Dinosaur Noses on the Move

August 13, 2001

You are watching Hollywood's latest dinosaur movie. T. Rex has just thrust its nose into the window of a car. Freeze that frame! Ignore the teeth...take a careful look at the dinosaur's nose. It's no wonder the dinosaur is mad. His nostrils are in the wrong place! According to Dr. Lawrence Witmer (Department of Biomedical Sciences at the College of Osteopathic Medicine, Ohio University), a dinosaur's nostrils should be at the end of its snout, not towards the back of its snout.

Although the bony nasal opening is preserved in dinosaur fossils, the fleshy nostril is not. The bony nasal opening is often much larger than the nostril and most artists have drawn the nostrils far back along the bony opening. In a paper published in Science (August 3, 2001), Witmer explains why this is not the correct location. He studied the positions of both the fleshy nostrils and bony nasal openings in modern birds, lizards and crocodiles. In every animal he studied, the fleshy nostril was located far toward the front of the bony nasal opening. Witmer also studied small grooves in dinosaur skulls. These grooves were made by blood vessels that supplied nasal tissue and were similar to those in other animals he studied. This suggests that the dinosaur's nostrils were located in a place similar to that in other animals: at the end of the snout.

Location of Dinosaur Nostril

Traditional Location

New Location

Witmer traces the incorrect placement of the nostrils to the discovery of the large sauropod dinosaur called Diplodocus. Early paleontologists believed that Diplodocus lived in the water and that the large nasal opening, apparently located toward the back of the snout, served as a snorkel to help the animal breathe. However, close observation shows that the bony nasal opening extends far forward, allowing the possibility that nostrils were further toward the front. In addition researchers now believe that Diplodocus lived on land, not in the water. Nevertheless, artists continued to draw the nostril toward the back of the snout as in previous depictions, not only in Diplodocus, but when illustrating other dinosaurs as well.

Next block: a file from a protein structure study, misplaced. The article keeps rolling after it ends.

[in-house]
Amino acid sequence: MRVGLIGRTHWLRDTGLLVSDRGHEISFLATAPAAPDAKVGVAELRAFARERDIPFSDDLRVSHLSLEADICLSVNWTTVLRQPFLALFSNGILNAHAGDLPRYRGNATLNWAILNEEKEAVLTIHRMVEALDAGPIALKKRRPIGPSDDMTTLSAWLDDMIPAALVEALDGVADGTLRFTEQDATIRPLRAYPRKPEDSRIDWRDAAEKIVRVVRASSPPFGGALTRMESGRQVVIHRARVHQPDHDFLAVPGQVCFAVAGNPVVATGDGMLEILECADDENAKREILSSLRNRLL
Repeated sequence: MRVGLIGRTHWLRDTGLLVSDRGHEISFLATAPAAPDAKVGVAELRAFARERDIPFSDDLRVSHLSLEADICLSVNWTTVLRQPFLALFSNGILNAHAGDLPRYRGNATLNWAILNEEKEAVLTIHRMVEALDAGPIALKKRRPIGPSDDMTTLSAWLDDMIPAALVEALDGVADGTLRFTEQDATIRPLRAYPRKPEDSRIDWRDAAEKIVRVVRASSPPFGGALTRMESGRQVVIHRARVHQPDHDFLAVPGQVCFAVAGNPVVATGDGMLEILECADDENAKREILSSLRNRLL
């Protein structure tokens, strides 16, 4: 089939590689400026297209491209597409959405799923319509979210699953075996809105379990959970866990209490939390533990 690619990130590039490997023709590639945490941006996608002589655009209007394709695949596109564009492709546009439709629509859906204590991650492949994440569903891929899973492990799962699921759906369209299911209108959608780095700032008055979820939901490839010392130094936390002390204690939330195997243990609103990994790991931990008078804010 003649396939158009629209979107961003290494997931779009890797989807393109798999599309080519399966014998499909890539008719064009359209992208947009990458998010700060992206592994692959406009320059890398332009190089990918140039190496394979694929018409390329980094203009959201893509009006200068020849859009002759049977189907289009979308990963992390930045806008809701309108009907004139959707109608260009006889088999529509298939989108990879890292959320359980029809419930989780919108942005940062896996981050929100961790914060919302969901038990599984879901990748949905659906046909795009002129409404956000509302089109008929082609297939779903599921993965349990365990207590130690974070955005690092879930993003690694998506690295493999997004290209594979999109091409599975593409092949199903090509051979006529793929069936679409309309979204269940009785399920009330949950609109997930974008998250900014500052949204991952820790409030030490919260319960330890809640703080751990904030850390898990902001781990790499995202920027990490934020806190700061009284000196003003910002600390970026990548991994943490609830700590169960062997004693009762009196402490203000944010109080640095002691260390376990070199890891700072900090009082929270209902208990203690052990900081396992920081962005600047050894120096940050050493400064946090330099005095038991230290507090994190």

A nostril in a more forward position seems more efficient than a nostril toward the back of the snout. The sense of smell is important for animals finding food, locating mates, detecting predators and identifying territory. Nostrils at the end of the snout allow reptiles and other animals to smell objects directly in front of them.

Did you know?

A stegosaurus weighed approximately 1,600 kg but had a brain that weighed only 70 grams (0.07 kg). Therefore, its brain was only 0.004% of its total body weight. In contrast, an adult human weighs approximately 70 kg and has a brain that weighs 1.4 kg making the human brain about 2% of the total body weight. These calculations show that the brain to body ratio of the human 500 times greater than that of the stegosaurus.

Reference and further information:

  1. Witmer, L.M., Nostril position in dinosaurs and other vertebrates and its significance for nasal function, Science, 293:850-853, 2001.
  2. Dinosaurs' Large Noses May Have Been Key to Physiological Processes - GREAT PICTURES!
  3. Animals for the Ages

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